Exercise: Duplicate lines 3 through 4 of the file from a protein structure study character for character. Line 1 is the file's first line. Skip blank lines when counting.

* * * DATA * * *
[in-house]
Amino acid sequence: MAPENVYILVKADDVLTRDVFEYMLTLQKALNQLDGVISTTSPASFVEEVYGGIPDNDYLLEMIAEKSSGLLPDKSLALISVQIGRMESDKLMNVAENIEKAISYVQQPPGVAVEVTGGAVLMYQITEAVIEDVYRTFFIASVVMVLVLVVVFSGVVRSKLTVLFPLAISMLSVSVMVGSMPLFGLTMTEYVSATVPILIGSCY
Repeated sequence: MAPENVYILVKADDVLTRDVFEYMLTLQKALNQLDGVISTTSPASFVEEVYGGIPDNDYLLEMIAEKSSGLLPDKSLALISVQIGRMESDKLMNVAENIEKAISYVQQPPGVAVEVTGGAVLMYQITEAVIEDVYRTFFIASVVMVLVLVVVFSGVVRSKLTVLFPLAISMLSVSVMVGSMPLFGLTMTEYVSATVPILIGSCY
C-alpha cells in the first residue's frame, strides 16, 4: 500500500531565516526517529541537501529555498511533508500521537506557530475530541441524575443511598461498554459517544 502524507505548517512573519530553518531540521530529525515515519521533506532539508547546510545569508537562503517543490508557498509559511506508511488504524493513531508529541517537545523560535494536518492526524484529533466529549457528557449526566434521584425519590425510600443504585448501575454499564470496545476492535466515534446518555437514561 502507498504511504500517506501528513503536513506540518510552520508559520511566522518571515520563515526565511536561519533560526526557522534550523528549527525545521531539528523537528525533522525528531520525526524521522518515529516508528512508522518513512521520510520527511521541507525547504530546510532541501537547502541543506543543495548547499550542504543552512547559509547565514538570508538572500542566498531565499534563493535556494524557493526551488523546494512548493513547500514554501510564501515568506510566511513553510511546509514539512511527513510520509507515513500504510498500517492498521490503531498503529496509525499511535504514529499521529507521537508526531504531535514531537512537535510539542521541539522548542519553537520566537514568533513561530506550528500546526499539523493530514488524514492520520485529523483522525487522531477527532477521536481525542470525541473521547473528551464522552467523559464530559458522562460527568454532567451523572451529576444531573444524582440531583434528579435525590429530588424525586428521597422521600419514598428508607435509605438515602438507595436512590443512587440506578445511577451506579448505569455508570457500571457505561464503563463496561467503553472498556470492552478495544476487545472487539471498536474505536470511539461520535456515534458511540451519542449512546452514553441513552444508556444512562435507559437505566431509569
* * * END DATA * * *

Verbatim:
Repeated sequence: MAPENVYILVKADDVLTRDVFEYMLTLQKALNQLDGVISTTSPASFVEEVYGGIPDNDYLLEMIAEKSSGLLPDKSLALISVQIGRMESDKLMNVAENIEKAISYVQQPPGVAVEVTGGAVLMYQITEAVIEDVYRTFFIASVVMVLVLVVVFSGVVRSKLTVLFPLAISMLSVSVMVGSMPLFGLTMTEYVSATVPILIGSCY
C-alpha cells in the first residue's frame, strides 16, 4: 500500500531565516526517529541537501529555498511533508500521537506557530475530541441524575443511598461498554459517544 502524507505548517512573519530553518531540521530529525515515519521533506532539508547546510545569508537562503517543490508557498509559511506508511488504524493513531508529541517537545523560535494536518492526524484529533466529549457528557449526566434521584425519590425510600443504585448501575454499564470496545476492535466515534446518555437514561 502507498504511504500517506501528513503536513506540518510552520508559520511566522518571515520563515526565511536561519533560526526557522534550523528549527525545521531539528523537528525533522525528531520525526524521522518515529516508528512508522518513512521520510520527511521541507525547504530546510532541501537547502541543506543543495548547499550542504543552512547559509547565514538570508538572500542566498531565499534563493535556494524557493526551488523546494512548493513547500514554501510564501515568506510566511513553510511546509514539512511527513510520509507515513500504510498500517492498521490503531498503529496509525499511535504514529499521529507521537508526531504531535514531537512537535510539542521541539522548542519553537520566537514568533513561530506550528500546526499539523493530514488524514492520520485529523483522525487522531477527532477521536481525542470525541473521547473528551464522552467523559464530559458522562460527568454532567451523572451529576444531573444524582440531583434528579435525590429530588424525586428521597422521600419514598428508607435509605438515602438507595436512590443512587440506578445511577451506579448505569455508570457500571457505561464503563463496561467503553472498556470492552478495544476487545472487539471498536474505536470511539461520535456515534458511540451519542449512546452514553441513552444508556444512562435507559437505566431509569